World Photo Day, celebrated Aug. 19 this year, aims to inspire you to take better photographs. While the day has passed, it’s never too late to evaluate your photography techniques.

  Local award-winning landscape photographer Jon Buffington and commercial portrait photographer Jill Goodrich Mansfield offered us some of their best advice to get more from your camera.  

Mansfield, owner of Grass Roots Photography, specializing in senior, model and stylized children photography said that photography allows her to fuse music and fashion.

Her photos show her passion for design, colors and texture. 

Mansfield said that the first step in learning to take better photos is to better understand light.

“When I teach my classes I start by talking about light. Understanding light is fundamental to taking great photos,” she said.

If think of your photograph as a painting, light would be the paint. 

“I personally love shooting at the golden hour,” Mansfield said, referring to the period of daytime shortly after sunrise or before sunset, during which daylight is redder and softer than when the Sun is higher in the sky.

“The beautiful glow of the sunset is flattering to all skin tones and you need minimal editing.  Plus, when you have a hot summer, it’s more comfortable shooting in the late of the day.”

But Mansfield also cautions not to overlook other times of the day and different lighting conditions. 

“I shoot in all types of light. Morning light is good also.  I have shot many sessions in full sun. You just have to be careful because it can create harsh shadows.”

In the harsh light of full sun, avoid harsh shadows by turning toward your light source.

“If you’re indoors, look for a window with natural light.  When shooting outdoors in full sun, you can either look for shady spots, and still turn toward your light source.”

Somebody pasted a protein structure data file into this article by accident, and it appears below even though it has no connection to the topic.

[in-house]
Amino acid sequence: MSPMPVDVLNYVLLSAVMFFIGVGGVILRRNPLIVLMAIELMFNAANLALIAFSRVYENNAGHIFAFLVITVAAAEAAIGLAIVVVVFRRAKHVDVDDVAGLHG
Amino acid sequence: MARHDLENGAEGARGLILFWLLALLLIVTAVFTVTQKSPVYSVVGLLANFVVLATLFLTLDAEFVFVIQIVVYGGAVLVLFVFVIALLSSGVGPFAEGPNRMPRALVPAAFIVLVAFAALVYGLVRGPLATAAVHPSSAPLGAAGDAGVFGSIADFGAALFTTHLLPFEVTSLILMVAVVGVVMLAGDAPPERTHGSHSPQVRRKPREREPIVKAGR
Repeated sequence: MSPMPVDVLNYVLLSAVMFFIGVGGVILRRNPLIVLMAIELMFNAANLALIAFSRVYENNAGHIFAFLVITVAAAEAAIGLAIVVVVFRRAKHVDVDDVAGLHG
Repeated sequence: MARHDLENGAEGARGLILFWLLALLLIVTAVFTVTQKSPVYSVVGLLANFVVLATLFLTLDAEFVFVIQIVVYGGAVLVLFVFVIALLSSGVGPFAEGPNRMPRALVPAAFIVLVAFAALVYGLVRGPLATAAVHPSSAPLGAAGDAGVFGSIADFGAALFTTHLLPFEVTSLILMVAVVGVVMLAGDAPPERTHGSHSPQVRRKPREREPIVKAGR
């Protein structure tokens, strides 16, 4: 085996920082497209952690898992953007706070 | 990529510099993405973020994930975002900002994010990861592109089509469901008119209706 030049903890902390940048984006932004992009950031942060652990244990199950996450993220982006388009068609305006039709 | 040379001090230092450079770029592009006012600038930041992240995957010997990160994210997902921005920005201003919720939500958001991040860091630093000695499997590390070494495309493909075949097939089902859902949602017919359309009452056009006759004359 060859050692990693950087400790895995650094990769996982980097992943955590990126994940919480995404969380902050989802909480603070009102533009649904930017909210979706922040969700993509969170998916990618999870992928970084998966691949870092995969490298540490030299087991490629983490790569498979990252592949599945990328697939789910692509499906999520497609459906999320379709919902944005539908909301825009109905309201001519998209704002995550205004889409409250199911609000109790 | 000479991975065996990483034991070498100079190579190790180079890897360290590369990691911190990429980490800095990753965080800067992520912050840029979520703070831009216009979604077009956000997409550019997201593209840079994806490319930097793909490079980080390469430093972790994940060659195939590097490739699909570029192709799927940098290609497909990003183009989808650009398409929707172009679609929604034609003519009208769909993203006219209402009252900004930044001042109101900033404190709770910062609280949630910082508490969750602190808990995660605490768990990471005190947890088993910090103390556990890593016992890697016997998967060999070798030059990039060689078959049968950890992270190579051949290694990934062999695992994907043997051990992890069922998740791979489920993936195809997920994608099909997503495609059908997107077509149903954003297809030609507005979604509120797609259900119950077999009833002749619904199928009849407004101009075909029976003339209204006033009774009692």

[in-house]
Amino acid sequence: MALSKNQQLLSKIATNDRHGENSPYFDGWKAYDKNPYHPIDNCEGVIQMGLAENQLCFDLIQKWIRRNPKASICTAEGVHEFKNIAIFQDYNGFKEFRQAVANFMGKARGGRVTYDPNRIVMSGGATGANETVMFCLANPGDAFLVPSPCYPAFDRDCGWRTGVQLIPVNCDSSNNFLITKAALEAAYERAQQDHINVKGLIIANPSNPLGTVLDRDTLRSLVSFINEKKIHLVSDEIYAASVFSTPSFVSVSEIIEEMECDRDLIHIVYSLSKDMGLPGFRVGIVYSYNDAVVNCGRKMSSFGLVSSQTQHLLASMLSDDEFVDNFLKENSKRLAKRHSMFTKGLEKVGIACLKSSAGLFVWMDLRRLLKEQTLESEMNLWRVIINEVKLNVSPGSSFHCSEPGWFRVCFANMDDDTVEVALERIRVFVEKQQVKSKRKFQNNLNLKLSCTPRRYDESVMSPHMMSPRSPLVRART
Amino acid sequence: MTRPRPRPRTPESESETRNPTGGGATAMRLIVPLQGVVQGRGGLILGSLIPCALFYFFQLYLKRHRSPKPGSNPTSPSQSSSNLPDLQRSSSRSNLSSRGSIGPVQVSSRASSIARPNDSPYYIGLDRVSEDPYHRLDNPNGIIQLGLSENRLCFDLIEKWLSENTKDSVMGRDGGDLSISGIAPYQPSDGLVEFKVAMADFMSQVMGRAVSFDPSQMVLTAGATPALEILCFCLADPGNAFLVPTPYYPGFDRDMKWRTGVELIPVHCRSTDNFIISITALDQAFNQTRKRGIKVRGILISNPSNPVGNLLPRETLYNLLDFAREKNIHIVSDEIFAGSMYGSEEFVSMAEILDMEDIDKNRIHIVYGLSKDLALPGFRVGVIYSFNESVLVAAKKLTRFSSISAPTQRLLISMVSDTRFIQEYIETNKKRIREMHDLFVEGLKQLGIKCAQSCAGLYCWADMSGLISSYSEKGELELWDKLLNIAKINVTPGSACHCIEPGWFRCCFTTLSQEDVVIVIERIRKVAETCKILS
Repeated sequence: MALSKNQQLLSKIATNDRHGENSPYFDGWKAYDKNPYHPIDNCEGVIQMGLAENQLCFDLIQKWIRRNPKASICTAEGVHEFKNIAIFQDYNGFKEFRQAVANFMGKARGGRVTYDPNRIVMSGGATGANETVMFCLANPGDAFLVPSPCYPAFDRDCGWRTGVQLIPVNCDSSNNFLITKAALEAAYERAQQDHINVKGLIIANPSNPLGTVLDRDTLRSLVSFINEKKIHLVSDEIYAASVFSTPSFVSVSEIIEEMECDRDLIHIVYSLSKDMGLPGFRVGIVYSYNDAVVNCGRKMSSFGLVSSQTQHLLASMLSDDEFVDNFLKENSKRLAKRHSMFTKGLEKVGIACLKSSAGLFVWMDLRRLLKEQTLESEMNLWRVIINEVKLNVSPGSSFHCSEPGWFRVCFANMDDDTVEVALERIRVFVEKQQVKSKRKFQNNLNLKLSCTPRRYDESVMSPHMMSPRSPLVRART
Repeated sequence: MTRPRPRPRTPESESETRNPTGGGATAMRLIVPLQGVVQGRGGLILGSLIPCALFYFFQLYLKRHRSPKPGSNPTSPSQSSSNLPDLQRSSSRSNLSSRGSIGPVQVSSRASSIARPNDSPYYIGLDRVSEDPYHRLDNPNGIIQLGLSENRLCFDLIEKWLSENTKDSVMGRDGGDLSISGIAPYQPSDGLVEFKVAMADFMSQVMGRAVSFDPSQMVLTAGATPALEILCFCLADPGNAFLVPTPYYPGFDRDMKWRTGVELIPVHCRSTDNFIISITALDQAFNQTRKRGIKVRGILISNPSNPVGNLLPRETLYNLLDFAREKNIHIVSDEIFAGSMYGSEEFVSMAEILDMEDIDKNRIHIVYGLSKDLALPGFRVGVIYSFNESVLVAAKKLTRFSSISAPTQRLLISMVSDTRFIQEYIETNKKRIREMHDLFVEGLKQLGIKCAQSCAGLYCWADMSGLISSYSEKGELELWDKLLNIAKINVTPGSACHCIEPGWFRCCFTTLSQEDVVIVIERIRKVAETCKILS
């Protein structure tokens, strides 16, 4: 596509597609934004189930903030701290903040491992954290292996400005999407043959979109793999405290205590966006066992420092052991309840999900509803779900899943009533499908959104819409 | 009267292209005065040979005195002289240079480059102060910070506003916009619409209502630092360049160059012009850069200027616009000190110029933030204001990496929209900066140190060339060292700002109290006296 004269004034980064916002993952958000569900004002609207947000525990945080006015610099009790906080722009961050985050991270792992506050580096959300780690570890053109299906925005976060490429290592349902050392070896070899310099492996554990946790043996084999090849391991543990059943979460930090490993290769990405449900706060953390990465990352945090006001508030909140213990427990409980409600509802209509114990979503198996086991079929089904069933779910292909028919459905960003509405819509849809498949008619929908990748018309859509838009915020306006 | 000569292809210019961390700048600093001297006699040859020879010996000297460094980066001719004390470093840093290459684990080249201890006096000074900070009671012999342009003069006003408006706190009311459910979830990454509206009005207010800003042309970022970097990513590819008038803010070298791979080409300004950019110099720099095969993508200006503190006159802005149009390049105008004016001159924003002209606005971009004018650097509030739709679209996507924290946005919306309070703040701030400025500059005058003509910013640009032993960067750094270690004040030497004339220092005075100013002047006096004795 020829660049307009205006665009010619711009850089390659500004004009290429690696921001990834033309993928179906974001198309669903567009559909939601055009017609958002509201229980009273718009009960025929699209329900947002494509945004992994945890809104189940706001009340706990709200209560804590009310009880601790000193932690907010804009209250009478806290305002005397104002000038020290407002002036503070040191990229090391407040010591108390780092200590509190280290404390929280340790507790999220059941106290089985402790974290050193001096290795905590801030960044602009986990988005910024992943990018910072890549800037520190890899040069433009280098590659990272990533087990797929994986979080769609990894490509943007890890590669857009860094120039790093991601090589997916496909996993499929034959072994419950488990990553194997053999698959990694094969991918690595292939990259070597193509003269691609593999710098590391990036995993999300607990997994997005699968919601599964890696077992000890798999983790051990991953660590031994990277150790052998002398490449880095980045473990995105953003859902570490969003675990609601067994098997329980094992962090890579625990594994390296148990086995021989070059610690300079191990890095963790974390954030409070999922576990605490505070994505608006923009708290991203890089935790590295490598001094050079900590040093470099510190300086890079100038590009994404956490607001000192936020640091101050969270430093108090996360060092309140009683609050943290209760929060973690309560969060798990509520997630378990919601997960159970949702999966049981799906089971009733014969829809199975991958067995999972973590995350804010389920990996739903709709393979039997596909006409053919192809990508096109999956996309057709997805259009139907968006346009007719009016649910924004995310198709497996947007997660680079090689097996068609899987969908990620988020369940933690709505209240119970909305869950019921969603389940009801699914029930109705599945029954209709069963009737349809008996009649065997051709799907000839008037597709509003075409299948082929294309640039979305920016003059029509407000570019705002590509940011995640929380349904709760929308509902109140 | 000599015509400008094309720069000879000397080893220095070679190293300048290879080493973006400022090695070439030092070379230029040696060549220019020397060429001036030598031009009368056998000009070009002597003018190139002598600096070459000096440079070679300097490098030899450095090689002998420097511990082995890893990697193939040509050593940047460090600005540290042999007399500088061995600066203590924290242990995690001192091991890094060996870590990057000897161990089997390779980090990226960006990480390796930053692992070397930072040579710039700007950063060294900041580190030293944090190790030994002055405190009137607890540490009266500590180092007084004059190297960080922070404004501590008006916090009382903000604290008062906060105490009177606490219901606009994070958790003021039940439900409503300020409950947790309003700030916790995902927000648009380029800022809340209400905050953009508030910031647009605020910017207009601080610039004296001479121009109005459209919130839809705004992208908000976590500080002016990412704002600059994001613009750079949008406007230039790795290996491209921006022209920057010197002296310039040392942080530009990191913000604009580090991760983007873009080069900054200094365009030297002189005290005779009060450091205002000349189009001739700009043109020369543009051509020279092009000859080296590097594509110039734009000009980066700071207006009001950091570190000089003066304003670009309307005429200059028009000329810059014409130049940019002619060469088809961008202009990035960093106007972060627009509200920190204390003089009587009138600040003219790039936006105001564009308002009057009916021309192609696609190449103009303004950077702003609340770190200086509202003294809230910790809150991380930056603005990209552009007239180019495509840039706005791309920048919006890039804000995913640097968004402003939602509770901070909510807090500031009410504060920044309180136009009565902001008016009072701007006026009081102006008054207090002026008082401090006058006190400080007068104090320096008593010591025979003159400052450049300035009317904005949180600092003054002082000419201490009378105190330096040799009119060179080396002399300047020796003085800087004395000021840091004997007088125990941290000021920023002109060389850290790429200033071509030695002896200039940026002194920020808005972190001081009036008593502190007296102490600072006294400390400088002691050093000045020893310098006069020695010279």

Or, Mansfield suggests turn away from the sun, create some shadows, then you can adjust your camera settings to help bring in light.

“Plus side in keeping the sun behind you is you can get a nice back light to illuminate your subject. It all just depends on what your intention is and the look/style you’re going for,” she said. 

While more technical photography equipment will offer better resolution and more control, the basics carry over from cell phone, a point and shoot, or DSLR

Once you have a handle on lighting, mix it up.

Mansfield suggested, “For more appealing shots, try looking for different shapes, patterns, texture, angles...think outside the box.”

Remember to keep moving around.

“Don’t shoot every shot from the same spot or straight on to your subject. Move around,” she said. 

Be aware of what’s going on in the back ground and remove any distractions. Is that tree branch coming out of the subject’s head? Things like powerlines are so commonplace, that modern city dwellers never notice them until they pop up to ruin an otherwise great photo.   

Lastly, Mansfield added, there are lots of apps and mobile presets for editing your photos. Have fun, be creative, and make memories.

“Remember, you don’t need fancy equipment to take great images,” she said.

Mansfield, owner of Grass Roots Photography, specializing in senior, model and stylized children photography said that photography allows her to fuse music and fashion.

Her photos show her passion for design, colors and texture. 

 

Buffington is an accomplished commercial photographer. He has exhibited at Tullahoma Arts Center his works have been published in Backpacker Magazine.

 

 

John has been with the Manchester Times since May 2011. He covers Lifestyles in addition to handling education reporting and general news assignments.John has won Tennessee Press Association awards for Best News Photo and placed in numerous other categories. John is a 1994 graduate of Tullahoma High School, a graduate of Motlow State Community College and earned a Bachelor of Arts in English from Middle Tennessee State University. He lives in Tullahoma, and enjoys the outdoors with his wife, Mitsy, and his 17-month-old, Sean.

Staff Writer

John has won Tennessee Press Association awards for Best News Photo and placed in numerous other categories. He is a graduate of THS, Motlow and MTSU. He lives in Tullahoma, and enjoys the outdoors with his wife, Mitsy, and his 17-month-old, Sean.

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